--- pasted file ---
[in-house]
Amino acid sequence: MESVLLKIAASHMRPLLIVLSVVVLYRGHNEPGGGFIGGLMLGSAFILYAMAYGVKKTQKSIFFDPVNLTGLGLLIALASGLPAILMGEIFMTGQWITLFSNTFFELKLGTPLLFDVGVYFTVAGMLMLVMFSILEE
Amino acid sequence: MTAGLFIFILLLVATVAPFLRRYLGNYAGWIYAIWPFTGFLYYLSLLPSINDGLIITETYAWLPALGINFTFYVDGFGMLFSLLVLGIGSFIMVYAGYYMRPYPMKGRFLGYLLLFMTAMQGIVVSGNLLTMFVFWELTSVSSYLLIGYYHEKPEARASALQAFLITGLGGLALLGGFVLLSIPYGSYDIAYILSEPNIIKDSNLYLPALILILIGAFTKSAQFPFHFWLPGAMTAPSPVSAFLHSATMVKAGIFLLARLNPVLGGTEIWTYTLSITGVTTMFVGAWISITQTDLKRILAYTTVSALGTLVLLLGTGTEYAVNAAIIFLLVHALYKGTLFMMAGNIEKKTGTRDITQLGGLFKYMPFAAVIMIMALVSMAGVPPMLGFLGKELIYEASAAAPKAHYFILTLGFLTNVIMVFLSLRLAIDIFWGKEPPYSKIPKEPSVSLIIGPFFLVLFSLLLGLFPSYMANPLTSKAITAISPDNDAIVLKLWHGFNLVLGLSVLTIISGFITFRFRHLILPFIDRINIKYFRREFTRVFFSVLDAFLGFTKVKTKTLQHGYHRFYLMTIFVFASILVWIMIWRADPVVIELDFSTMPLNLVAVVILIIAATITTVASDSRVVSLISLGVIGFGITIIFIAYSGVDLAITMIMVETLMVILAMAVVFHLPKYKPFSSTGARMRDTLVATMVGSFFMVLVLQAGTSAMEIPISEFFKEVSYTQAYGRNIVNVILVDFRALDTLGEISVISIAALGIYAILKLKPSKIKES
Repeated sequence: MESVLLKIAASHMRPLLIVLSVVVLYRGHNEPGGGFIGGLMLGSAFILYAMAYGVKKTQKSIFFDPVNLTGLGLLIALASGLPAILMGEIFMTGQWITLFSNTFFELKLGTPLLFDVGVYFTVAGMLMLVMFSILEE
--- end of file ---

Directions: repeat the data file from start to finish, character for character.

[in-house]
Amino acid sequence: MESVLLKIAASHMRPLLIVLSVVVLYRGHNEPGGGFIGGLMLGSAFILYAMAYGVKKTQKSIFFDPVNLTGLGLLIALASGLPAILMGEIFMTGQWITLFSNTFFELKLGTPLLFDVGVYFTVAGMLMLVMFSILEE
Amino acid sequence: MTAGLFIFILLLVATVAPFLRRYLGNYAGWIYAIWPFTGFLYYLSLLPSINDGLIITETYAWLPALGINFTFYVDGFGMLFSLLVLGIGSFIMVYAGYYMRPYPMKGRFLGYLLLFMTAMQGIVVSGNLLTMFVFWELTSVSSYLLIGYYHEKPEARASALQAFLITGLGGLALLGGFVLLSIPYGSYDIAYILSEPNIIKDSNLYLPALILILIGAFTKSAQFPFHFWLPGAMTAPSPVSAFLHSATMVKAGIFLLARLNPVLGGTEIWTYTLSITGVTTMFVGAWISITQTDLKRILAYTTVSALGTLVLLLGTGTEYAVNAAIIFLLVHALYKGTLFMMAGNIEKKTGTRDITQLGGLFKYMPFAAVIMIMALVSMAGVPPMLGFLGKELIYEASAAAPKAHYFILTLGFLTNVIMVFLSLRLAIDIFWGKEPPYSKIPKEPSVSLIIGPFFLVLFSLLLGLFPSYMANPLTSKAITAISPDNDAIVLKLWHGFNLVLGLSVLTIISGFITFRFRHLILPFIDRINIKYFRREFTRVFFSVLDAFLGFTKVKTKTLQHGYHRFYLMTIFVFASILVWIMIWRADPVVIELDFSTMPLNLVAVVILIIAATITTVASDSRVVSLISLGVIGFGITIIFIAYSGVDLAITMIMVETLMVILAMAVVFHLPKYKPFSSTGARMRDTLVATMVGSFFMVLVLQAGTSAMEIPISEFFKEVSYTQAYGRNIVNVILVDFRALDTLGEISVISIAALGIYAILKLKPSKIKES
Repeated sequence: MESVLLKIAASHMRPLLIVLSVVVLYRGHNEPGGGFIGGLMLGSAFILYAMAYGVKKTQKSIFFDPVNLTGLGLLIALASGLPAILMGEIFMTGQWITLFSNTFFELKLGTPLLFDVGVYFTVAGMLMLVMFSILEE